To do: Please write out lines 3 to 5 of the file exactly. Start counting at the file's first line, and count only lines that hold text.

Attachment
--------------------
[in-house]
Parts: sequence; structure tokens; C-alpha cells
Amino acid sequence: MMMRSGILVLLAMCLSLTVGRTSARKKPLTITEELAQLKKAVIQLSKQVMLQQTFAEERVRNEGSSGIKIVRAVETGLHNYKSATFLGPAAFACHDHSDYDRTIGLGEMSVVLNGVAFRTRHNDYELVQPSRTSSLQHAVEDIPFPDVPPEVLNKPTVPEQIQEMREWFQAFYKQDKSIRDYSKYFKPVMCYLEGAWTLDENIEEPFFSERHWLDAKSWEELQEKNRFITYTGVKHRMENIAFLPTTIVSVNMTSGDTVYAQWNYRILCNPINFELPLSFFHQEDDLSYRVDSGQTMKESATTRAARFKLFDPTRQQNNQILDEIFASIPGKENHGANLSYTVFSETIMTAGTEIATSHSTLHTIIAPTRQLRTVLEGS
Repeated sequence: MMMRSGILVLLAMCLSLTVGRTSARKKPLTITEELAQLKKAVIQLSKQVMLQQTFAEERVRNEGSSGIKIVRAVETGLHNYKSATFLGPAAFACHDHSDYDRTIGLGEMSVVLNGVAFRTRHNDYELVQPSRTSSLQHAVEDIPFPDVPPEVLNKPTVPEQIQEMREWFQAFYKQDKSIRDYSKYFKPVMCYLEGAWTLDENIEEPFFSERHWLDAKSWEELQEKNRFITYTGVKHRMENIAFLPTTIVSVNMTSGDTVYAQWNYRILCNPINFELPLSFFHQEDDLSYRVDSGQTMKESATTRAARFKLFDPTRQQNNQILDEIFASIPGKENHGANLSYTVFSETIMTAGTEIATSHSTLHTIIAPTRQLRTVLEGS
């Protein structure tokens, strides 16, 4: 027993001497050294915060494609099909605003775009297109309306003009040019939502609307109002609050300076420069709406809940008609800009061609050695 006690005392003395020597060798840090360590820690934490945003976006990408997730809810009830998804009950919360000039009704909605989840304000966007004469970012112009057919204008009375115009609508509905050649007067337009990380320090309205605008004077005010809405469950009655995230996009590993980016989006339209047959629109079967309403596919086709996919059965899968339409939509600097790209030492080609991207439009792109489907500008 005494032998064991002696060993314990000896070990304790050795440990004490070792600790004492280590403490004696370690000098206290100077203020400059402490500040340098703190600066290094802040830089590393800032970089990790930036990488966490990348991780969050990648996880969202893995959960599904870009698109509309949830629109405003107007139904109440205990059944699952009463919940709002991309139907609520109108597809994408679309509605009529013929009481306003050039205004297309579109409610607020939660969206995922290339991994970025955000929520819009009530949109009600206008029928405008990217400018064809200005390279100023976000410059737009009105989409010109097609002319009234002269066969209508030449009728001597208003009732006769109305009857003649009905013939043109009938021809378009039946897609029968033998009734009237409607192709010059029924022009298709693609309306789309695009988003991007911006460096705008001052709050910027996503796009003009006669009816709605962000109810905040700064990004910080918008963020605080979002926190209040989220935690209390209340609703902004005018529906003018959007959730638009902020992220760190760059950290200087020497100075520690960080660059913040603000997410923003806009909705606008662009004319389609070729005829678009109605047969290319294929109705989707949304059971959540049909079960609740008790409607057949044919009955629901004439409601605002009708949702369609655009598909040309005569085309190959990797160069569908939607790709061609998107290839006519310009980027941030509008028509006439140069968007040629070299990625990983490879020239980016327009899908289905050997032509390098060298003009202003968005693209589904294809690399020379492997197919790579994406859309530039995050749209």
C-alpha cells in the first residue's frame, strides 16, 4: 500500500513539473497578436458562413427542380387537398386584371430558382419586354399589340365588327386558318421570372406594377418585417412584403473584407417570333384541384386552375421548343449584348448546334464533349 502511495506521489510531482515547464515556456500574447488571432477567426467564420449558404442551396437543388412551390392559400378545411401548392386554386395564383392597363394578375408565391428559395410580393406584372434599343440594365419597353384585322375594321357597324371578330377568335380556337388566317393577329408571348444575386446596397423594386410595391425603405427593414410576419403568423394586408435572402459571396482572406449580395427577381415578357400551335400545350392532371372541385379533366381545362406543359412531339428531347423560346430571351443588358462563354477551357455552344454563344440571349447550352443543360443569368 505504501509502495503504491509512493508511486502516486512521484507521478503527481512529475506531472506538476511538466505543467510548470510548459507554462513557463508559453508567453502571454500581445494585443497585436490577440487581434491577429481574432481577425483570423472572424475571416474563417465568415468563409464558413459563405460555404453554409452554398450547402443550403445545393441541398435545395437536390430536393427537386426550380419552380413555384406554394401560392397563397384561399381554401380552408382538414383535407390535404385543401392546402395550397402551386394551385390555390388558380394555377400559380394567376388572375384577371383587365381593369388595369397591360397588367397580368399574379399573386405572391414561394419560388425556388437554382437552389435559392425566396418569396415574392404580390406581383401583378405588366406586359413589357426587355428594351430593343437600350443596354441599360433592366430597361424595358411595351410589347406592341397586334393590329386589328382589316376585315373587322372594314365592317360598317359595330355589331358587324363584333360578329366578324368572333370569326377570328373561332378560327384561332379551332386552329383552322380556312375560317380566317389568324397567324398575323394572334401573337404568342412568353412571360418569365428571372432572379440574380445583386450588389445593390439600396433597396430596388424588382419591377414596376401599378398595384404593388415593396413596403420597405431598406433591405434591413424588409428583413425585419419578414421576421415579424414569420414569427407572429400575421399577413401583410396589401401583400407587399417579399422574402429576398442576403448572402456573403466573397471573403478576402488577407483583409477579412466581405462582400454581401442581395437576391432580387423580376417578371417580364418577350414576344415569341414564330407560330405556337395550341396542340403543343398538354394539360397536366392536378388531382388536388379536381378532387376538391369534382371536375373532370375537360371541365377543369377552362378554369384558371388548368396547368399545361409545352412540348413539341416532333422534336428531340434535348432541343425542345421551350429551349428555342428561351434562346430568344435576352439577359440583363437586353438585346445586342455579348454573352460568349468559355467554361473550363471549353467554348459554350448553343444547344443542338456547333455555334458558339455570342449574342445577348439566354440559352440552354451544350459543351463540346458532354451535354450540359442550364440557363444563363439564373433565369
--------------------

Amino acid sequence: MMMRSGILVLLAMCLSLTVGRTSARKKPLTITEELAQLKKAVIQLSKQVMLQQTFAEERVRNEGSSGIKIVRAVETGLHNYKSATFLGPAAFACHDHSDYDRTIGLGEMSVVLNGVAFRTRHNDYELVQPSRTSSLQHAVEDIPFPDVPPEVLNKPTVPEQIQEMREWFQAFYKQDKSIRDYSKYFKPVMCYLEGAWTLDENIEEPFFSERHWLDAKSWEELQEKNRFITYTGVKHRMENIAFLPTTIVSVNMTSGDTVYAQWNYRILCNPINFELPLSFFHQEDDLSYRVDSGQTMKESATTRAARFKLFDPTRQQNNQILDEIFASIPGKENHGANLSYTVFSETIMTAGTEIATSHSTLHTIIAPTRQLRTVLEGS
Repeated sequence: MMMRSGILVLLAMCLSLTVGRTSARKKPLTITEELAQLKKAVIQLSKQVMLQQTFAEERVRNEGSSGIKIVRAVETGLHNYKSATFLGPAAFACHDHSDYDRTIGLGEMSVVLNGVAFRTRHNDYELVQPSRTSSLQHAVEDIPFPDVPPEVLNKPTVPEQIQEMREWFQAFYKQDKSIRDYSKYFKPVMCYLEGAWTLDENIEEPFFSERHWLDAKSWEELQEKNRFITYTGVKHRMENIAFLPTTIVSVNMTSGDTVYAQWNYRILCNPINFELPLSFFHQEDDLSYRVDSGQTMKESATTRAARFKLFDPTRQQNNQILDEIFASIPGKENHGANLSYTVFSETIMTAGTEIATSHSTLHTIIAPTRQLRTVLEGS
């Protein structure tokens, strides 16, 4: 027993001497050294915060494609099909605003775009297109309306003009040019939502609307109002609050300076420069709406809940008609800009061609050695 006690005392003395020597060798840090360590820690934490945003976006990408997730809810009830998804009950919360000039009704909605989840304000966007004469970012112009057919204008009375115009609508509905050649007067337009990380320090309205605008004077005010809405469950009655995230996009590993980016989006339209047959629109079967309403596919086709996919059965899968339409939509600097790209030492080609991207439009792109489907500008 005494032998064991002696060993314990000896070990304790050795440990004490070792600790004492280590403490004696370690000098206290100077203020400059402490500040340098703190600066290094802040830089590393800032970089990790930036990488966490990348991780969050990648996880969202893995959960599904870009698109509309949830629109405003107007139904109440205990059944699952009463919940709002991309139907609520109108597809994408679309509605009529013929009481306003050039205004297309579109409610607020939660969206995922290339991994970025955000929520819009009530949109009600206008029928405008990217400018064809200005390279100023976000410059737009009105989409010109097609002319009234002269066969209508030449009728001597208003009732006769109305009857003649009905013939043109009938021809378009039946897609029968033998009734009237409607192709010059029924022009298709693609309306789309695009988003991007911006460096705008001052709050910027996503796009003009006669009816709605962000109810905040700064990004910080918008963020605080979002926190209040989220935690209390209340609703902004005018529906003018959007959730638009902020992220760190760059950290200087020497100075520690960080660059913040603000997410923003806009909705606008662009004319389609070729005829678009109605047969290319294929109705989707949304059971959540049909079960609740008790409607057949044919009955629901004439409601605002009708949702369609655009598909040309005569085309190959990797160069569908939607790709061609998107290839006519310009980027941030509008028509006439140069968007040629070299990625990983490879020239980016327009899908289905050997032509390098060298003009202003968005693209589904294809690399020379492997197919790579994406859309530039995050749209």